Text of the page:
Re: [PATCH v5 8/9] x86-64: Emulate legacy vsyscalls
Date: Mon Jun 06 2011 - 11:50:26 EST
On 6 Jun 2011 at 17:26, Ingo Molnar wrote:
> * pageexec@xxxxxxxxxxx <pageexec@xxxxxxxxxxx> wrote:
> > > > a page fault is never a fast path, after all the cpu has just
> > > > taken an exception (vs. the syscall/sysenter style actually
> > > > fast user->kernel transition) and is about to make page table
> > > > changes (and possibly TLB flushes).
> > >
> > > Sure it is. It's a path that's optimized carefully and needs to
> > > be as fast as possible. Just because it's annoyingly slow
> > > doesn't mean we get to make it even slower.
> > sorry, but stating that the pf handler is a fast path doesn't make
> > it so ;) [...]
> Are you talking about the Linux kernel?
yes, what else? ;)
> FYI, incredible amount of work has gone into making pagefaults as
> fast and scalable as possible.
i wasn't talking about scalability (it's irrelevant anyway here), only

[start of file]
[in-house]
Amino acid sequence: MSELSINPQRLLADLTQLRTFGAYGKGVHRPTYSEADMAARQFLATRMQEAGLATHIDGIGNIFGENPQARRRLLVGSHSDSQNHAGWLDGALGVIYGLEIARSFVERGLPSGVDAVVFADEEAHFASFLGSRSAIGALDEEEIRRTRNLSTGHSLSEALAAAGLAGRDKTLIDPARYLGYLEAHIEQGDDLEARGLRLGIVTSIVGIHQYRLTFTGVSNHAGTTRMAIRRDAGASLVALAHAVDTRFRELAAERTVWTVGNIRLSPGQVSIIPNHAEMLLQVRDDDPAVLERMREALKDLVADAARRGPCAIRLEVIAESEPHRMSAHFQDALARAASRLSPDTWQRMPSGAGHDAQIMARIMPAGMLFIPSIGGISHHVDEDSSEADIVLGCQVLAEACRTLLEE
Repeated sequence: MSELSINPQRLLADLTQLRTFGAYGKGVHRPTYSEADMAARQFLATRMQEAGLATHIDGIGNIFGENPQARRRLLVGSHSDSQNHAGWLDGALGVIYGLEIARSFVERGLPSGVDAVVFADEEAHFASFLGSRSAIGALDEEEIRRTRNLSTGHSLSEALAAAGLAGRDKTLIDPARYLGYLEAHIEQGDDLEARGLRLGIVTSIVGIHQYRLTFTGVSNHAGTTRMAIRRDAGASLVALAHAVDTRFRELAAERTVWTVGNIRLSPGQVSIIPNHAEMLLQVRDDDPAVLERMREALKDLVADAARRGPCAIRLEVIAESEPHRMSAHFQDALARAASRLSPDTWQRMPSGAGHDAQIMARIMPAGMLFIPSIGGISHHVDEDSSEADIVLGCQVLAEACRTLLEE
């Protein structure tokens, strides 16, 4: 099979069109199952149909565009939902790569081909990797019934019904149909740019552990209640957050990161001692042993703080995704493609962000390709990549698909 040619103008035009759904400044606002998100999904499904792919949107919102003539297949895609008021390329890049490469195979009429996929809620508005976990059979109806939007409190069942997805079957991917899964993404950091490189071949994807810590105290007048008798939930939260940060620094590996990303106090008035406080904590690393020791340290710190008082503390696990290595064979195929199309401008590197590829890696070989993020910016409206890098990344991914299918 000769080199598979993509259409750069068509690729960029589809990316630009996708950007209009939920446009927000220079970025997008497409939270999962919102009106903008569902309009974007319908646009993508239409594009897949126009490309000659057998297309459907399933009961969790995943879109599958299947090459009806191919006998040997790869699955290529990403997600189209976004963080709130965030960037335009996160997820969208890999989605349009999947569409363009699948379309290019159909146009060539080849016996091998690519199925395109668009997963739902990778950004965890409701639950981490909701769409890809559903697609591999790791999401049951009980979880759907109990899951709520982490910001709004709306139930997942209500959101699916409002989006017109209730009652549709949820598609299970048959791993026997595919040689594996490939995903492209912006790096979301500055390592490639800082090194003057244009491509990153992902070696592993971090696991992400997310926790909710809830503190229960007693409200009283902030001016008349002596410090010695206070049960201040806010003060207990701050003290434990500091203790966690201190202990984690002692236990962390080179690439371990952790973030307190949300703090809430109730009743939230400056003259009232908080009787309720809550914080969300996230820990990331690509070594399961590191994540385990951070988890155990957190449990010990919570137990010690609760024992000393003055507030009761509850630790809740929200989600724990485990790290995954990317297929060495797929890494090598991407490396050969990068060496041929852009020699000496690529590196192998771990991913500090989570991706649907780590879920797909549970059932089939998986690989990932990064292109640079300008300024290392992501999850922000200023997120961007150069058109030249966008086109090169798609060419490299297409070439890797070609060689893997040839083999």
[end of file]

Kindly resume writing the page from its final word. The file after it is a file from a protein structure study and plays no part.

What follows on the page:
speed. you're the man with the (in)famous measuring stick, tell me how
many cycles it takes to serve a C-O-W fault or instantiation of an anon
page and a file page (both cached and non-cached). then stick a few well
predicted conditional branches in that path (something that wouldn't
actually happen with my code but let's play this out fully) and show me
measured differences. then we'll talk about the 'impact on fast path'.
> If you are following Linux kernel development you'd have to be
> virtually blind to not see all that effort.
nice attempt to question me but it won't get you anywhere (didn't i just
tell you to heed your own advice?). case in point, i'd fixed the anon_vma
refcount leak (exploitable and silently fixed as usual in mainline) a
few months before you guys did. just by reading the code. now show me
that you know your stuff around and can find the commit i'm talking about.
unless of course you are not "following Linux kernel development" and
are "virtually blind to not see all that effort".
> You claiming that pagefaults are a slow-path and ridiculing those who
> point out your mistake does not make it a slowpath.
you must have realized by now that slow/fast path in this context were
relative to int xx vs. pf processing. and i'm yet to receive the numbers
that show how much faster the latter is processed than the former and why
sticking a few well predictable conditional jumps (no really, they would
not be there, but let's assume they are) shows a measurable impact on
these all so fast pf paths.
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